Beginning Monday evening July 15 and continuing until sundown on July 16, the world-wide Jewish community will observe the day of the Ninth of Av (in Hebrew, Tishah B’av). This is a day on which we commemorate the destruction of the two ancient Jerusalem Temples, once in 587 BCE, and the other in the 70 CE.
At Temple Beth El, we do not observe this holy day as other congregations might. However, on this particular Ninth of Av, it is necessary for us to acknowledge one of the lessons put forth about this sorrowful holy day by the rabbis of the Talmud, for this lesson has a direct connection to the verdict of the trial just concluded in Florida which decided the criminal case brought against George Zimmerman.
In teaching about the destruction of the Second Temple by Rome in 70 CE, the rabbis inform us that God destroyed the Temple on account of the “baseless hatred” (Hebrew: sin’at hinam) that we Jews had toward one another: During the years leading up to the destruction, the Jewish community had divided itself along many different political and ideological lines, bringing forth a great amount of vitriol and enmity toward each other.
There were ultra-religious Jews who observed the Torah word-for-word, as well as ‘interpretive-tradition’ Jews who believed that lessons of Torah had to be updated and interpreted in each era; there were also new Christians who believed that their savior had eliminated altogether the need for the Torah and its laws.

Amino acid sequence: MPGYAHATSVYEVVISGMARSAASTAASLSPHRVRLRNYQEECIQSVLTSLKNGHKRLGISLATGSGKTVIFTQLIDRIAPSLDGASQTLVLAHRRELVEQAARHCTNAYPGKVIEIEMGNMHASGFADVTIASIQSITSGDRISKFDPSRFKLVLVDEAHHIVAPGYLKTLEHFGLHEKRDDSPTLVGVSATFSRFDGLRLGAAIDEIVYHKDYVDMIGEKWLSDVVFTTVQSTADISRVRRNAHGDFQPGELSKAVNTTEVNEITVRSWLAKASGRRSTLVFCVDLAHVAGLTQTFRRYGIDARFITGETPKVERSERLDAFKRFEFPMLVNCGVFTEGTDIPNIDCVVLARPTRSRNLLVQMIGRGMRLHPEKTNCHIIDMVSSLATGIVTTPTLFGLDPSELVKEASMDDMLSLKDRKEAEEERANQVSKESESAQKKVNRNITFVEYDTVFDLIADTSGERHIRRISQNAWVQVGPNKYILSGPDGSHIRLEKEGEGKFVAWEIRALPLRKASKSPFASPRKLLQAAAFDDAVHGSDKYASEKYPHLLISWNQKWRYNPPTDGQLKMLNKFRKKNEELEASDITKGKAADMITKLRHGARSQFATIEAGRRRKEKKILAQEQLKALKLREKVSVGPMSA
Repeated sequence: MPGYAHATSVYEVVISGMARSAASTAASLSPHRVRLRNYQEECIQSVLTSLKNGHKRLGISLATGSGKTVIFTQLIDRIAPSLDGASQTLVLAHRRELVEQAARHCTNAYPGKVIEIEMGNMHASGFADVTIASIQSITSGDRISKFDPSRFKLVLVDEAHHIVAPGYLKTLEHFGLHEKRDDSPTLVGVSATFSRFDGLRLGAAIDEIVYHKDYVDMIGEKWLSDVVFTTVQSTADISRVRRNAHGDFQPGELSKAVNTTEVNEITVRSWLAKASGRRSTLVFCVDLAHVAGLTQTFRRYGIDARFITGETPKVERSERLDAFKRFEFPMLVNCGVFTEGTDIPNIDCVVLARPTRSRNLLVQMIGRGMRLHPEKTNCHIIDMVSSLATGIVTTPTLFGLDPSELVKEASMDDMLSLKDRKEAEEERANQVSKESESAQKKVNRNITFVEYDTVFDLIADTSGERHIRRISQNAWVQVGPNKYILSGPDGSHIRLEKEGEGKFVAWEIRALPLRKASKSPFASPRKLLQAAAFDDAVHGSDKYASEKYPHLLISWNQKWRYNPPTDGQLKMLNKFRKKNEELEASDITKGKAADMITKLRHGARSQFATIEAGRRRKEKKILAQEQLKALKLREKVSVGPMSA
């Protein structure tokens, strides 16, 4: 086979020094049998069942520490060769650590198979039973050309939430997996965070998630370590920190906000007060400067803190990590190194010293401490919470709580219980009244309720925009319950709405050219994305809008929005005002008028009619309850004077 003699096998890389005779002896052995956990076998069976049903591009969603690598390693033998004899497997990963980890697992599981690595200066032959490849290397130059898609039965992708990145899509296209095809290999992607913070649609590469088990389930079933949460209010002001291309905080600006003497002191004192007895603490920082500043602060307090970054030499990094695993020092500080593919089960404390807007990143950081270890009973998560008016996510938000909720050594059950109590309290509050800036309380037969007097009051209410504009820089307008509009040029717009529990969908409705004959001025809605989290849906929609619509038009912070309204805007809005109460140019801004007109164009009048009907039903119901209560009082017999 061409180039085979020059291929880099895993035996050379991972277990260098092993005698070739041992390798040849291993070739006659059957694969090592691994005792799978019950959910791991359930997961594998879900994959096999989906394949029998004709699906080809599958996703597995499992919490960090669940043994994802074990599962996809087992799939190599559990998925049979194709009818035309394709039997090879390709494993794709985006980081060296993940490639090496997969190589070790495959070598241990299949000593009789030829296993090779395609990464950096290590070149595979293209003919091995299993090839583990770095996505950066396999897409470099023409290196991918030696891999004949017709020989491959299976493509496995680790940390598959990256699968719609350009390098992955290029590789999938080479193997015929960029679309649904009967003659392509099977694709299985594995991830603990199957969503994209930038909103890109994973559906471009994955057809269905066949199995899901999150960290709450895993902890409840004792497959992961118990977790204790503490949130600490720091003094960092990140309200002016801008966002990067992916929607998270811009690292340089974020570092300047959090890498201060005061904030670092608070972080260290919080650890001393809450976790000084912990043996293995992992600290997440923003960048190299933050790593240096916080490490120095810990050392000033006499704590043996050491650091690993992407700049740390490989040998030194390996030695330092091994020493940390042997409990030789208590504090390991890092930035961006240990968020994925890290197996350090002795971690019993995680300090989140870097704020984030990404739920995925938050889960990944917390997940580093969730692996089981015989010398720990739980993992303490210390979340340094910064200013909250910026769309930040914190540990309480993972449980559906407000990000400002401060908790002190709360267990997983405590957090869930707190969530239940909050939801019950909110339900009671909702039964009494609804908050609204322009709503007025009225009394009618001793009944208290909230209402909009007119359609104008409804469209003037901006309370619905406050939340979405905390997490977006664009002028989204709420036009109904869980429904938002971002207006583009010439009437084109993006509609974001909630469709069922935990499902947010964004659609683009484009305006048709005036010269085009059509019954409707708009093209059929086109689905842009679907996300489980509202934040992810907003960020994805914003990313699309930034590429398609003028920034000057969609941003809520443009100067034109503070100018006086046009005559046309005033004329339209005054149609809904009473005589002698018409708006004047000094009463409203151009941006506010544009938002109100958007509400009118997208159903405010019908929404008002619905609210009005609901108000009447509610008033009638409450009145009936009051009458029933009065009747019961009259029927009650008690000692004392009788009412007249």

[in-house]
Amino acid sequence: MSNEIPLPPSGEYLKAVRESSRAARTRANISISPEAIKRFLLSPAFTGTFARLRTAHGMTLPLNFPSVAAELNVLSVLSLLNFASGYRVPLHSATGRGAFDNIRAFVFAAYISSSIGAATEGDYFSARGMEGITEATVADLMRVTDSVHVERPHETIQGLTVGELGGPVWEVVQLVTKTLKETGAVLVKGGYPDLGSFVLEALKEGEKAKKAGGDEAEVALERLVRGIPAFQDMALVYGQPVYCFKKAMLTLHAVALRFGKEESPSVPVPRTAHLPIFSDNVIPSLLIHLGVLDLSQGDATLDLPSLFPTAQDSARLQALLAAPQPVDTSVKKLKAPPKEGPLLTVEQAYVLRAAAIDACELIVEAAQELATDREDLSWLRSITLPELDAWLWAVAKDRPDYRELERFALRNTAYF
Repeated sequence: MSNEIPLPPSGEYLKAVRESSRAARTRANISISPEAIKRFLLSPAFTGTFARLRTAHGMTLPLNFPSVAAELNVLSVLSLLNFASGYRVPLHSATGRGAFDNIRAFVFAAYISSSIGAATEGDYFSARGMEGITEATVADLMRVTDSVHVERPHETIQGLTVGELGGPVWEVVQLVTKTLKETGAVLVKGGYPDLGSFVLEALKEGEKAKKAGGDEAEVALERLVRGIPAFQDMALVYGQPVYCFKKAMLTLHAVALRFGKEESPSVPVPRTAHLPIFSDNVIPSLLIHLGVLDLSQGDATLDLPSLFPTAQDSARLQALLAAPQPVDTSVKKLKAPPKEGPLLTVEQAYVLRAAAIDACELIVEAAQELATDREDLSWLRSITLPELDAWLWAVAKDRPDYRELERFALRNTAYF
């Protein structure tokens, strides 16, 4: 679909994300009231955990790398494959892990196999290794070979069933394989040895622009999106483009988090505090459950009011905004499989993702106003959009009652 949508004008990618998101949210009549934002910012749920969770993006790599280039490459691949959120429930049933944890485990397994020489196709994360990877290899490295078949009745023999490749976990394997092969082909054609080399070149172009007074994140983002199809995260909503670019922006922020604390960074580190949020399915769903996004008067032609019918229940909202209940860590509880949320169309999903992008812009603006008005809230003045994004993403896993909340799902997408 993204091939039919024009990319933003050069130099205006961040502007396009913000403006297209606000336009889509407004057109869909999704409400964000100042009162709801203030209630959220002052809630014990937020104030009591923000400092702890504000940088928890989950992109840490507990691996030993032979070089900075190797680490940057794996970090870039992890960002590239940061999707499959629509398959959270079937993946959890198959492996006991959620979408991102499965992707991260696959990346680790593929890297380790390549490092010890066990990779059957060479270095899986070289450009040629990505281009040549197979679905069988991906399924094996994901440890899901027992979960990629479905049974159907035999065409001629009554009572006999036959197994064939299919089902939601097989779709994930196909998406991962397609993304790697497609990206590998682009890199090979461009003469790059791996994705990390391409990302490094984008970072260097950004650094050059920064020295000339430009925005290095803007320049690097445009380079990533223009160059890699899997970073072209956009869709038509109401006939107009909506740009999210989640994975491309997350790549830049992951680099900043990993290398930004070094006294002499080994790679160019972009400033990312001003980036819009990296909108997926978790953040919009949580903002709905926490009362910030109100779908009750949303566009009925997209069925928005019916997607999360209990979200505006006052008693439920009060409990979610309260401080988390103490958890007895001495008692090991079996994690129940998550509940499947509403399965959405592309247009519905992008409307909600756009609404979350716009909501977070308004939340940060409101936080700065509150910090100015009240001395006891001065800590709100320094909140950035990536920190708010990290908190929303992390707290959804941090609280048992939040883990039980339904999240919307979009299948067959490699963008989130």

There were zealots who looked past the ideological stances of these groups, and advocated for the violent overthrow of Rome by the Israelite nation; and there were those who simply left the body of Jews in Palestine and retreated to the Dead Sea community of ascetics and hermits.
The rabbis of later years analyze the situation, and state that since we could not band together and present a united front in the battle for our land, and since we exhibited a baseless hatred toward – and a total disregard for – one another’s opinions and feelings, we deserved the fate of exile.
In America, in our times, there exist, we must acknowledge, a similar, underlying hatred and suspicion of some of our fellow citizens toward others, specifically some whites against blacks. From calls for voter registration schemes that would disenfranchise poor and minority voters to the fear that brought about the Trayvon Martin shooting, race prejudice is still an affliction in our country that we have yet to cure.
And the thought that plagues me, as I write on this eve of the Ninth of Av, is whether and when we - as freedom loving and advocating Americans - will ever be able to rid ourselves of our racial fears and animosities, and look upon all others as beings created in God’s image.
Many issues can divide us. Race and ethnicity, sexual orientation and religion, should not be the things that separate us from one another.